15 Ways to Leverage the #1 Contributor to Job Satisfaction for Leadership Success
The Society for Human Resource Management (SHRM) reports, for two years running, that respectful treatment of all employees at all levels is the #1 contributor to job satisfaction. Compensation, trust, and relationships matter, but respect tops the list.*
You can’t look down on others and lead effectively at the same time.
Nearly 80% of people who feel disrespected are less committed. About half intentionally give less effort.**
Expressions of disrespect include:
- Unearned advantages.
- Brown-nosing higher ups.
- Attention to weaknesses and neglect of strengths.
Disrespect destroys satisfaction.
Things disrespectful leaders say:
- It’s about time.
- You’ve got to be kidding.
- What were you thinking?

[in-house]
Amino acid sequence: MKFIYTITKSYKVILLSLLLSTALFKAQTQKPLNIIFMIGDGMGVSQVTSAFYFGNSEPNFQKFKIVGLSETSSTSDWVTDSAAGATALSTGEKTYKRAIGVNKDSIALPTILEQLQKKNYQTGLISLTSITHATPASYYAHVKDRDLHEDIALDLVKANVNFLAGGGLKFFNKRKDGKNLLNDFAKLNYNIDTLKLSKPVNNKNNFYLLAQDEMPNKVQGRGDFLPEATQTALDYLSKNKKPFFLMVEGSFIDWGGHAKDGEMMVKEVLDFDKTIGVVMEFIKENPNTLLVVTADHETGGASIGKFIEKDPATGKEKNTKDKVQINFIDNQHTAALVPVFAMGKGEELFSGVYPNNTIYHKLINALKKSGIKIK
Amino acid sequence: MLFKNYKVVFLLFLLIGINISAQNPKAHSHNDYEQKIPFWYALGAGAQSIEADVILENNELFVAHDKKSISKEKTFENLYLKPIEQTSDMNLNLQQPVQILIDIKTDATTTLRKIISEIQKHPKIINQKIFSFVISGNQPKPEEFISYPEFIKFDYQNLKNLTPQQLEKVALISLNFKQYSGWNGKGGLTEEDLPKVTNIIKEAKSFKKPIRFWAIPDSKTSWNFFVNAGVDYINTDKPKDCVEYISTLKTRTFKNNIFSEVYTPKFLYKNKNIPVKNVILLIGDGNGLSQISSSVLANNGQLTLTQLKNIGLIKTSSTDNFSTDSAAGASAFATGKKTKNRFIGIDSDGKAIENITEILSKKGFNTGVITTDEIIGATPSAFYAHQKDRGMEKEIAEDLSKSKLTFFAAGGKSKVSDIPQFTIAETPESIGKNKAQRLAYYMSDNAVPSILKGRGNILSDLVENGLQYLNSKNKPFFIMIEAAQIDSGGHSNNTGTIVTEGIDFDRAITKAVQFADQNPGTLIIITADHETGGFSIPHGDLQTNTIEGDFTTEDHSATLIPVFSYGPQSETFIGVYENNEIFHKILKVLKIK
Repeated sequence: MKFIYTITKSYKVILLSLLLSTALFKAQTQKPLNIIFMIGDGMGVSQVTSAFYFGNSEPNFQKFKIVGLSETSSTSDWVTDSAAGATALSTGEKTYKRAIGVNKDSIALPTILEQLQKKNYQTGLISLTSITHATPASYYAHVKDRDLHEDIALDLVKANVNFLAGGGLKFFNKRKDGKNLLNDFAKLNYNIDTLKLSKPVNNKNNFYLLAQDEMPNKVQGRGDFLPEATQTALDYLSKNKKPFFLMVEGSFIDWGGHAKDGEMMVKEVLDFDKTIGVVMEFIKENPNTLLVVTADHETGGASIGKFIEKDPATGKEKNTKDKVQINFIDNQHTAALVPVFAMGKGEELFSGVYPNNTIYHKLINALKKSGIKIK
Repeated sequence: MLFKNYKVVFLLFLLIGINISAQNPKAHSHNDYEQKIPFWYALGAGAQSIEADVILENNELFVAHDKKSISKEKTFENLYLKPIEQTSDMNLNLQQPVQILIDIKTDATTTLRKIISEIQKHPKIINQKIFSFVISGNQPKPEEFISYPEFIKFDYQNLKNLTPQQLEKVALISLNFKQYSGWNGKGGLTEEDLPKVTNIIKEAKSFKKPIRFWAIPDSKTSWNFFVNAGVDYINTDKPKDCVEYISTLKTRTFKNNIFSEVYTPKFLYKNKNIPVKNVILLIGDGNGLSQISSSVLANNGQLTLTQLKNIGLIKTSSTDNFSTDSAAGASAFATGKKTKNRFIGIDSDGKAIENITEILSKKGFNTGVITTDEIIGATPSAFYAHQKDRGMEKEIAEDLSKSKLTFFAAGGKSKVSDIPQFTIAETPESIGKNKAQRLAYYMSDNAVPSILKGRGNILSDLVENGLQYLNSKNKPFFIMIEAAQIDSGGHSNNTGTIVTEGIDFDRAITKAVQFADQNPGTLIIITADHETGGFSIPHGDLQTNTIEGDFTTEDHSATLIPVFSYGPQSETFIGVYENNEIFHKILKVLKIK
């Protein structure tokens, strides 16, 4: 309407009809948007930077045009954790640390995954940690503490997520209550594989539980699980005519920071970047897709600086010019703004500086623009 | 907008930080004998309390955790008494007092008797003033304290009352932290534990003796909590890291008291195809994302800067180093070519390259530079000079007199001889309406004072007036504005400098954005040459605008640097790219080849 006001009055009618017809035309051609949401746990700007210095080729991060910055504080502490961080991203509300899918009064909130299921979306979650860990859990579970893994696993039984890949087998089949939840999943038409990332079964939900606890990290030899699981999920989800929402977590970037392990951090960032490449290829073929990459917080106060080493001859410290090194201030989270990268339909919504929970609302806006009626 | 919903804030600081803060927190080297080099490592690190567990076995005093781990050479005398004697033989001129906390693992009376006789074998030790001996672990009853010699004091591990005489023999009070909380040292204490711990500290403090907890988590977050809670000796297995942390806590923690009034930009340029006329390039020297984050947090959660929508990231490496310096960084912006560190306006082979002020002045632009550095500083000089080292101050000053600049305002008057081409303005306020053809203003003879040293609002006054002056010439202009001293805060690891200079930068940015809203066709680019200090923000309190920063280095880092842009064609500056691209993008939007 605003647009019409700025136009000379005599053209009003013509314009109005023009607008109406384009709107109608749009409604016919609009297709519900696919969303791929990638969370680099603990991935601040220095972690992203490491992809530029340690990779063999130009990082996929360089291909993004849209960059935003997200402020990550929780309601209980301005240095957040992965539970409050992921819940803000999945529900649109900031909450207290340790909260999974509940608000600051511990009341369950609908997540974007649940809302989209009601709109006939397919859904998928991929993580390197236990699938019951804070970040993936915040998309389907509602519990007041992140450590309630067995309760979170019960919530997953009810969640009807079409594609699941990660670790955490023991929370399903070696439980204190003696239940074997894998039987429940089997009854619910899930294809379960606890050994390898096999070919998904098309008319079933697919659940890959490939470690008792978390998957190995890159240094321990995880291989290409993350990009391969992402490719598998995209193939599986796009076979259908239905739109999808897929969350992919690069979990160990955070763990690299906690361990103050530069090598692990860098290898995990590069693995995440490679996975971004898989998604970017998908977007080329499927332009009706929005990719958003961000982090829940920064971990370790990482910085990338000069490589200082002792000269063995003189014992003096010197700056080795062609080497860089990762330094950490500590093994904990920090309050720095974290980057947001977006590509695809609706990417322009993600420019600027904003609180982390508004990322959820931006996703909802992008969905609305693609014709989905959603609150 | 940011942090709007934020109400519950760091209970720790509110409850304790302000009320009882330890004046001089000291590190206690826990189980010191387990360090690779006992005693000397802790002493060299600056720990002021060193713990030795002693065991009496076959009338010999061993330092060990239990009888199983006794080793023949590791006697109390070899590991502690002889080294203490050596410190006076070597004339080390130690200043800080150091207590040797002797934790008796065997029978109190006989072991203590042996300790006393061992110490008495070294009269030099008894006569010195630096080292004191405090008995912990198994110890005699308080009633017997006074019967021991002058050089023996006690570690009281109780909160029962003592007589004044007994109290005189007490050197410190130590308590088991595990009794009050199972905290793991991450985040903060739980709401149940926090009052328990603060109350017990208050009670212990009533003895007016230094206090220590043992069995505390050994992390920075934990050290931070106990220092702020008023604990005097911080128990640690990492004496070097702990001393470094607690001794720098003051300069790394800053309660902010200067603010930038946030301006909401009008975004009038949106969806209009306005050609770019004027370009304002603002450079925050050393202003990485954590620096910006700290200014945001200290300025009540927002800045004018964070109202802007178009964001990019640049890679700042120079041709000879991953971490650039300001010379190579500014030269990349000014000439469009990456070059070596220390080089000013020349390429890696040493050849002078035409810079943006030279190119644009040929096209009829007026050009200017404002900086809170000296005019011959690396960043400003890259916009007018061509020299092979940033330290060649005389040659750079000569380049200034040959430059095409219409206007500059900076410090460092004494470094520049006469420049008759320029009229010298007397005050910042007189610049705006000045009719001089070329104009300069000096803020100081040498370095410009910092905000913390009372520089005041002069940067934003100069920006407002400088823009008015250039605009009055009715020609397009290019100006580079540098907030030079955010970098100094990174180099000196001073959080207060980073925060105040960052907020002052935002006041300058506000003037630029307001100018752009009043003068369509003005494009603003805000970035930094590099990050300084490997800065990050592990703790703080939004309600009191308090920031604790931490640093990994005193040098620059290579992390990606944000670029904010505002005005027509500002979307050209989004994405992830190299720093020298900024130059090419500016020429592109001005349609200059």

- You never get this right.
- You always….
Worry more about showing respect and less about receiving it.
Show respect if you expect engagement, performance, and commitment. Speak and act respectfully when you give negative feedback, correct issues, or point out deficiencies.
15 ways to increase leadership effectiveness with respect:
- Never casually dismiss an idea or suggestion.
- Confront jerks and jackholes in the office.
- Believe in an employee’s potential. Invisible beliefs are more visible than you might imagine.
- Don’t interrupt.
- Say ‘yes’ as much as possible.
- Tell the truth. If it’s a matter of confidentiality, say you can’t talk about it.
- Apologize when you screw up.
- Catch people showing respect and pat them on the back.
- Accept people where they are, even as you raise the bar.
- Acknowledge and value effort.
- Express gratitude.
- Be available and accessible.
- Monitor and modulate your tone of voice.
- Listen calmly. Impatience is disrespect. Impatient leaders are saying they’re more important than others.
- Eliminate distractions when someone enters your office.
What types of disrespectful behavior have you observed?
Which items on the list of 15 make you feel respected? Additions?
*Full SHRM report
**Reported in HBR